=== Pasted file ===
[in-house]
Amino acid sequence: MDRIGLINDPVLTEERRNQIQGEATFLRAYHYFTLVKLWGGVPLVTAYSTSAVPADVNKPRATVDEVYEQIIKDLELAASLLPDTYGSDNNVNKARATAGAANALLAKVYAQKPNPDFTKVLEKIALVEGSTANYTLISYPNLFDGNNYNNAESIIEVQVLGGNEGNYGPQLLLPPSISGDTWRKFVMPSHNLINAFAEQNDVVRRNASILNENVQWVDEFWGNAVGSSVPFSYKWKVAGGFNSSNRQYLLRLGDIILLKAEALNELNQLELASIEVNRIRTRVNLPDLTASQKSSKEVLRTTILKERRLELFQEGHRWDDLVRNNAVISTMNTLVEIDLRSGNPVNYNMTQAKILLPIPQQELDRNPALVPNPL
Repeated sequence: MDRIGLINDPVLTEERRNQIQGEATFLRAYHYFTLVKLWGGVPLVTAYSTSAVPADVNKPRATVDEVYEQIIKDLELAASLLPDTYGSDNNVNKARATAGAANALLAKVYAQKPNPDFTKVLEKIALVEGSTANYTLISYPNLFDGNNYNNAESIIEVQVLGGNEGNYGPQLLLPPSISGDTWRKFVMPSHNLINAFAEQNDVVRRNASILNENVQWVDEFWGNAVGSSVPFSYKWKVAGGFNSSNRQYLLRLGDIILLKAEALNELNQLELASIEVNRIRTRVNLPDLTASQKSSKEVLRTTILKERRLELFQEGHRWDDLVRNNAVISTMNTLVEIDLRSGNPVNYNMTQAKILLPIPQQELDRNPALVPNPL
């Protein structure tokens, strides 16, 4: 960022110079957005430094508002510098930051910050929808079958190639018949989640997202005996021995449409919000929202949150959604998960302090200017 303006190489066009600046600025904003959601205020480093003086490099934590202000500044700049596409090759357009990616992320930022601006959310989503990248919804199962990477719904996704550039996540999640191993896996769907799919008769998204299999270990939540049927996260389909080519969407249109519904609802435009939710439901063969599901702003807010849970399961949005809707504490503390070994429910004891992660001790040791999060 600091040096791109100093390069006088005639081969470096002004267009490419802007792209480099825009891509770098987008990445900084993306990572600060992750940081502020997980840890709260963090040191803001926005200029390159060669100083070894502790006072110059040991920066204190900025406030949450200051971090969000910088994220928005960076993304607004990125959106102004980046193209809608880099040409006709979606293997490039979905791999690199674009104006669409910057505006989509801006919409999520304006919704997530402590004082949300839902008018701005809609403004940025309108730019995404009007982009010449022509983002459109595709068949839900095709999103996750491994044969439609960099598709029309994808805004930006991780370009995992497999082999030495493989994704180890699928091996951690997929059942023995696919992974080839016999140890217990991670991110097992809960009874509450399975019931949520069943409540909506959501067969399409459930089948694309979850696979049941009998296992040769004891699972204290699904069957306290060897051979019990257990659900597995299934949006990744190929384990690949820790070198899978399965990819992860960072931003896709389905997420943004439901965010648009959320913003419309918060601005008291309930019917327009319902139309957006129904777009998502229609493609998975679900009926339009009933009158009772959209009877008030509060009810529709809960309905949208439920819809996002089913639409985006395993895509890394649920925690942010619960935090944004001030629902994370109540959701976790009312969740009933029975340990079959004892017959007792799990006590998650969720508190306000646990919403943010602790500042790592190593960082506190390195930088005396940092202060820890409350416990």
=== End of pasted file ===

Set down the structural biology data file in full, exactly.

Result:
[in-house]
Amino acid sequence: MDRIGLINDPVLTEERRNQIQGEATFLRAYHYFTLVKLWGGVPLVTAYSTSAVPADVNKPRATVDEVYEQIIKDLELAASLLPDTYGSDNNVNKARATAGAANALLAKVYAQKPNPDFTKVLEKIALVEGSTANYTLISYPNLFDGNNYNNAESIIEVQVLGGNEGNYGPQLLLPPSISGDTWRKFVMPSHNLINAFAEQNDVVRRNASILNENVQWVDEFWGNAVGSSVPFSYKWKVAGGFNSSNRQYLLRLGDIILLKAEALNELNQLELASIEVNRIRTRVNLPDLTASQKSSKEVLRTTILKERRLELFQEGHRWDDLVRNNAVISTMNTLVEIDLRSGNPVNYNMTQAKILLPIPQQELDRNPALVPNPL
Repeated sequence: MDRIGLINDPVLTEERRNQIQGEATFLRAYHYFTLVKLWGGVPLVTAYSTSAVPADVNKPRATVDEVYEQIIKDLELAASLLPDTYGSDNNVNKARATAGAANALLAKVYAQKPNPDFTKVLEKIALVEGSTANYTLISYPNLFDGNNYNNAESIIEVQVLGGNEGNYGPQLLLPPSISGDTWRKFVMPSHNLINAFAEQNDVVRRNASILNENVQWVDEFWGNAVGSSVPFSYKWKVAGGFNSSNRQYLLRLGDIILLKAEALNELNQLELASIEVNRIRTRVNLPDLTASQKSSKEVLRTTILKERRLELFQEGHRWDDLVRNNAVISTMNTLVEIDLRSGNPVNYNMTQAKILLPIPQQELDRNPALVPNPL
């Protein structure tokens, strides 16, 4: 960022110079957005430094508002510098930051910050929808079958190639018949989640997202005996021995449409919000929202949150959604998960302090200017 303006190489066009600046600025904003959601205020480093003086490099934590202000500044700049596409090759357009990616992320930022601006959310989503990248919804199962990477719904996704550039996540999640191993896996769907799919008769998204299999270990939540049927996260389909080519969407249109519904609802435009939710439901063969599901702003807010849970399961949005809707504490503390070994429910004891992660001790040791999060 600091040096791109100093390069006088005639081969470096002004267009490419802007792209480099825009891509770098987008990445900084993306990572600060992750940081502020997980840890709260963090040191803001926005200029390159060669100083070894502790006072110059040991920066204190900025406030949450200051971090969000910088994220928005960076993304607004990125959106102004980046193209809608880099040409006709979606293997490039979905791999690199674009104006669409910057505006989509801006919409999520304006919704997530402590004082949300839902008018701005809609403004940025309108730019995404009007982009010449022509983002459109595709068949839900095709999103996750491994044969439609960099598709029309994808805004930006991780370009995992497999082999030495493989994704180890699928091996951690997929059942023995696919992974080839016999140890217990991670991110097992809960009874509450399975019931949520069943409540909506959501067969399409459930089948694309979850696979049941009998296992040769004891699972204290699904069957306290060897051979019990257990659900597995299934949006990744190929384990690949820790070198899978399965990819992860960072931003896709389905997420943004439901965010648009959320913003419309918060601005008291309930019917327009319902139309957006129904777009998502229609493609998975679900009926339009009933009158009772959209009877008030509060009810529709809960309905949208439920819809996002089913639409985006395993895509890394649920925690942010619960935090944004001030629902994370109540959701976790009312969740009933029975340990079959004892017959007792799990006590998650969720508190306000646990919403943010602790500042790592190593960082506190390195930088005396940092202060820890409350416990």